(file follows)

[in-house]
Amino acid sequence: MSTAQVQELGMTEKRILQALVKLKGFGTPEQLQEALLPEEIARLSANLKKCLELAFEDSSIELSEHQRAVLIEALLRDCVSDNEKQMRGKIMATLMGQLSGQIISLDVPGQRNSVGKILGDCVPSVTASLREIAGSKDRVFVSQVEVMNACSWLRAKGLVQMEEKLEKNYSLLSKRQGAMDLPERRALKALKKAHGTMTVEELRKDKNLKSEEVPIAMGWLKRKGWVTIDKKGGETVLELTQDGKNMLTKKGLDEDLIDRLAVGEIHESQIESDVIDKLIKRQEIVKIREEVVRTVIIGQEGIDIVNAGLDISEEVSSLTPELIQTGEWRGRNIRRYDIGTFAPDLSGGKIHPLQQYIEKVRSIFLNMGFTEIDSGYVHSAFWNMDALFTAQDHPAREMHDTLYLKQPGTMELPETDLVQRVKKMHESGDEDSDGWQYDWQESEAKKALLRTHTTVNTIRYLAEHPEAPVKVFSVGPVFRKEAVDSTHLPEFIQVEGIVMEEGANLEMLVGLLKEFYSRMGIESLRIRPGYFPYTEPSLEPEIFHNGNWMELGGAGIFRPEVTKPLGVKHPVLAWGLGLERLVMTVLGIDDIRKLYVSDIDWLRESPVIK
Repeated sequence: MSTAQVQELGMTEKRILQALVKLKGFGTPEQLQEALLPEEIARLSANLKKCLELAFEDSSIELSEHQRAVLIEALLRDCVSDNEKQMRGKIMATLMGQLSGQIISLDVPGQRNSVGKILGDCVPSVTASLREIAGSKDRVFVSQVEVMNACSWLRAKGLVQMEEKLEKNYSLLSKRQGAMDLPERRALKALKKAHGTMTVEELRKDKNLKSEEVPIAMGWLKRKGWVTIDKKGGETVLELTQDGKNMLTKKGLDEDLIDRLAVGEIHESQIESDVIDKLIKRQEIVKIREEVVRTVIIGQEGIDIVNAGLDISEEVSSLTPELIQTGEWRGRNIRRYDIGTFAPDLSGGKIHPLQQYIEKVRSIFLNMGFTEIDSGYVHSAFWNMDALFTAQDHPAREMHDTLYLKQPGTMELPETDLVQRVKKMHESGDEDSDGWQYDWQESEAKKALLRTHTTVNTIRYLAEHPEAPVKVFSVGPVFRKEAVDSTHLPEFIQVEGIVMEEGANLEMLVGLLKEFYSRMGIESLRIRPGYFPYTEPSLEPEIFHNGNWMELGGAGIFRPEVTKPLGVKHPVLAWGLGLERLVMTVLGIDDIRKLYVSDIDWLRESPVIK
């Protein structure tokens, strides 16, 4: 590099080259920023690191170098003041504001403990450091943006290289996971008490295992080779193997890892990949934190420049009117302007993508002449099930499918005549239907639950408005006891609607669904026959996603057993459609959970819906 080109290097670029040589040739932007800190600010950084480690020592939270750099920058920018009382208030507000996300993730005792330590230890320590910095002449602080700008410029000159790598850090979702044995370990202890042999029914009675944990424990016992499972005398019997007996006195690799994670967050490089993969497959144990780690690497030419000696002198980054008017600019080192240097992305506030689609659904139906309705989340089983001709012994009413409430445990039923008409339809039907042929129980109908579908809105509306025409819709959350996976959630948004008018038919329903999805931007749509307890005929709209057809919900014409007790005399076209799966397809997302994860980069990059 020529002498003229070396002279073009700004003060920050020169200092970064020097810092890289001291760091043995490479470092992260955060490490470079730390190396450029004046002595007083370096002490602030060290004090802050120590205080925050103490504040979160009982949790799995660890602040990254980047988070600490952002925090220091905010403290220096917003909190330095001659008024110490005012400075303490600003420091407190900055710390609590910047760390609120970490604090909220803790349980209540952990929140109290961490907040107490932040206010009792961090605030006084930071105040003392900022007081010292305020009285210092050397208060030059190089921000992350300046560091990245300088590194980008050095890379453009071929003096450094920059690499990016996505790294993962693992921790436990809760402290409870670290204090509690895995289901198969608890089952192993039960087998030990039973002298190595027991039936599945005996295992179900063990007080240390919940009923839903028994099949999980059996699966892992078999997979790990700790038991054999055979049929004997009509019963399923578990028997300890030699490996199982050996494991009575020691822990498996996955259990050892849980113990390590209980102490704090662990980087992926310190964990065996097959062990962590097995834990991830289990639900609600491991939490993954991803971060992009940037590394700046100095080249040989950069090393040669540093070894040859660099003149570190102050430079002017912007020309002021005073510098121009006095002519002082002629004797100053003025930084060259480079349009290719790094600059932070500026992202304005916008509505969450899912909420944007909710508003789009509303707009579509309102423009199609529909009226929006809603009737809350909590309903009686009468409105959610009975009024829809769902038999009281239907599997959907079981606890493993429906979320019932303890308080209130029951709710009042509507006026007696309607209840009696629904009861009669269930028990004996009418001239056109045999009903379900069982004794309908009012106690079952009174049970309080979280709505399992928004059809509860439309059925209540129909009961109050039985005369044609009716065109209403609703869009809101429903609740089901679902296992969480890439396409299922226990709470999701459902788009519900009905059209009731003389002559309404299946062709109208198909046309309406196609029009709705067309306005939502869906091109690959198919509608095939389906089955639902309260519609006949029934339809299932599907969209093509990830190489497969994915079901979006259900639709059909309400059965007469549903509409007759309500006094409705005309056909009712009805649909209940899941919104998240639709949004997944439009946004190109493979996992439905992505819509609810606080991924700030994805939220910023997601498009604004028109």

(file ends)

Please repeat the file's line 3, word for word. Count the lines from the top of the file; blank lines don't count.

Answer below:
Repeated sequence: MSTAQVQELGMTEKRILQALVKLKGFGTPEQLQEALLPEEIARLSANLKKCLELAFEDSSIELSEHQRAVLIEALLRDCVSDNEKQMRGKIMATLMGQLSGQIISLDVPGQRNSVGKILGDCVPSVTASLREIAGSKDRVFVSQVEVMNACSWLRAKGLVQMEEKLEKNYSLLSKRQGAMDLPERRALKALKKAHGTMTVEELRKDKNLKSEEVPIAMGWLKRKGWVTIDKKGGETVLELTQDGKNMLTKKGLDEDLIDRLAVGEIHESQIESDVIDKLIKRQEIVKIREEVVRTVIIGQEGIDIVNAGLDISEEVSSLTPELIQTGEWRGRNIRRYDIGTFAPDLSGGKIHPLQQYIEKVRSIFLNMGFTEIDSGYVHSAFWNMDALFTAQDHPAREMHDTLYLKQPGTMELPETDLVQRVKKMHESGDEDSDGWQYDWQESEAKKALLRTHTTVNTIRYLAEHPEAPVKVFSVGPVFRKEAVDSTHLPEFIQVEGIVMEEGANLEMLVGLLKEFYSRMGIESLRIRPGYFPYTEPSLEPEIFHNGNWMELGGAGIFRPEVTKPLGVKHPVLAWGLGLERLVMTVLGIDDIRKLYVSDIDWLRESPVIK